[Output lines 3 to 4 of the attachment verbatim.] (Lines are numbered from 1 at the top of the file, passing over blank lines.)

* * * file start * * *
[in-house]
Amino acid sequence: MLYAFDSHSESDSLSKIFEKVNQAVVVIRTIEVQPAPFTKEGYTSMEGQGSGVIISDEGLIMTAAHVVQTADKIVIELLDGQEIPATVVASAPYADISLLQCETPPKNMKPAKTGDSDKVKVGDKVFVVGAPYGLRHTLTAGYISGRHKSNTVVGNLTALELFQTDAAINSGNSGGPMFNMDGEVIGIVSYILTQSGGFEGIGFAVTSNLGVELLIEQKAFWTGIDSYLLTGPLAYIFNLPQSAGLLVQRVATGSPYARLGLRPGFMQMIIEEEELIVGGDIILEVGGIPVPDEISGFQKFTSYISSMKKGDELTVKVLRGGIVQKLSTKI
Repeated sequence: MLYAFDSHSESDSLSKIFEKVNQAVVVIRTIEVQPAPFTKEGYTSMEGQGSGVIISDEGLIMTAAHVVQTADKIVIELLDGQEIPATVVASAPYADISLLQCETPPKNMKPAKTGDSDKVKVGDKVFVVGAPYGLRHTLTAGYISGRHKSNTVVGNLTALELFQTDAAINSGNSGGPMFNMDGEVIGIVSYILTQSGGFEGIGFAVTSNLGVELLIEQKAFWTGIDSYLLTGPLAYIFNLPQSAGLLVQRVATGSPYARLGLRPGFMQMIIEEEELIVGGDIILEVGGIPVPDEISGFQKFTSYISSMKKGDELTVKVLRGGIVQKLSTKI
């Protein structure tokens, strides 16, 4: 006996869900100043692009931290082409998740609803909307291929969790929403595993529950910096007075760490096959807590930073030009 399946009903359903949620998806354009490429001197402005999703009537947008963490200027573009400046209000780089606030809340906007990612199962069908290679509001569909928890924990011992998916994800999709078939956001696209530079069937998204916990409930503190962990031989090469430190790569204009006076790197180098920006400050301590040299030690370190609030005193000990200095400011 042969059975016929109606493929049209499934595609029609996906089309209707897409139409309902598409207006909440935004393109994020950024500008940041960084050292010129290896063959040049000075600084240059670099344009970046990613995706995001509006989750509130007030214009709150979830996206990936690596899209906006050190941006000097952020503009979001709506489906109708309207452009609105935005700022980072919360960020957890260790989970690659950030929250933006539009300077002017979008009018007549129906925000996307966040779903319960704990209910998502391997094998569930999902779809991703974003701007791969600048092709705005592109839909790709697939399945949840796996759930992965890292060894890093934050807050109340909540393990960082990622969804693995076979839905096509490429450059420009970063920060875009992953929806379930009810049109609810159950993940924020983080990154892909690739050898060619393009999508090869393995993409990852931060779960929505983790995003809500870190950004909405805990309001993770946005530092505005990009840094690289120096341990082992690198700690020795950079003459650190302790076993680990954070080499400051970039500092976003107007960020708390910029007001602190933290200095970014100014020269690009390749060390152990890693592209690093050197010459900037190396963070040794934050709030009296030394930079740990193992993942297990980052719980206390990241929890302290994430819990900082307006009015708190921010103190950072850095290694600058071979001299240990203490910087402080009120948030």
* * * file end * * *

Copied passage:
Repeated sequence: MLYAFDSHSESDSLSKIFEKVNQAVVVIRTIEVQPAPFTKEGYTSMEGQGSGVIISDEGLIMTAAHVVQTADKIVIELLDGQEIPATVVASAPYADISLLQCETPPKNMKPAKTGDSDKVKVGDKVFVVGAPYGLRHTLTAGYISGRHKSNTVVGNLTALELFQTDAAINSGNSGGPMFNMDGEVIGIVSYILTQSGGFEGIGFAVTSNLGVELLIEQKAFWTGIDSYLLTGPLAYIFNLPQSAGLLVQRVATGSPYARLGLRPGFMQMIIEEEELIVGGDIILEVGGIPVPDEISGFQKFTSYISSMKKGDELTVKVLRGGIVQKLSTKI
């Protein structure tokens, strides 16, 4: 006996869900100043692009931290082409998740609803909307291929969790929403595993529950910096007075760490096959807590930073030009 399946009903359903949620998806354009490429001197402005999703009537947008963490200027573009400046209000780089606030809340906007990612199962069908290679509001569909928890924990011992998916994800999709078939956001696209530079069937998204916990409930503190962990031989090469430190790569204009006076790197180098920006400050301590040299030690370190609030005193000990200095400011 042969059975016929109606493929049209499934595609029609996906089309209707897409139409309902598409207006909440935004393109994020950024500008940041960084050292010129290896063959040049000075600084240059670099344009970046990613995706995001509006989750509130007030214009709150979830996206990936690596899209906006050190941006000097952020503009979001709506489906109708309207452009609105935005700022980072919360960020957890260790989970690659950030929250933006539009300077002017979008009018007549129906925000996307966040779903319960704990209910998502391997094998569930999902779809991703974003701007791969600048092709705005592109839909790709697939399945949840796996759930992965890292060894890093934050807050109340909540393990960082990622969804693995076979839905096509490429450059420009970063920060875009992953929806379930009810049109609810159950993940924020983080990154892909690739050898060619393009999508090869393995993409990852931060779960929505983790995003809500870190950004909405805990309001993770946005530092505005990009840094690289120096341990082992690198700690020795950079003459650190302790076993680990954070080499400051970039500092976003107007960020708390910029007001602190933290200095970014100014020269690009390749060390152990890693592209690093050197010459900037190396963070040794934050709030009296030394930079740990193992993942297990980052719980206390990241929890302290994430819990900082307006009015708190921010103190950072850095290694600058071979001299240990203490910087402080009120948030």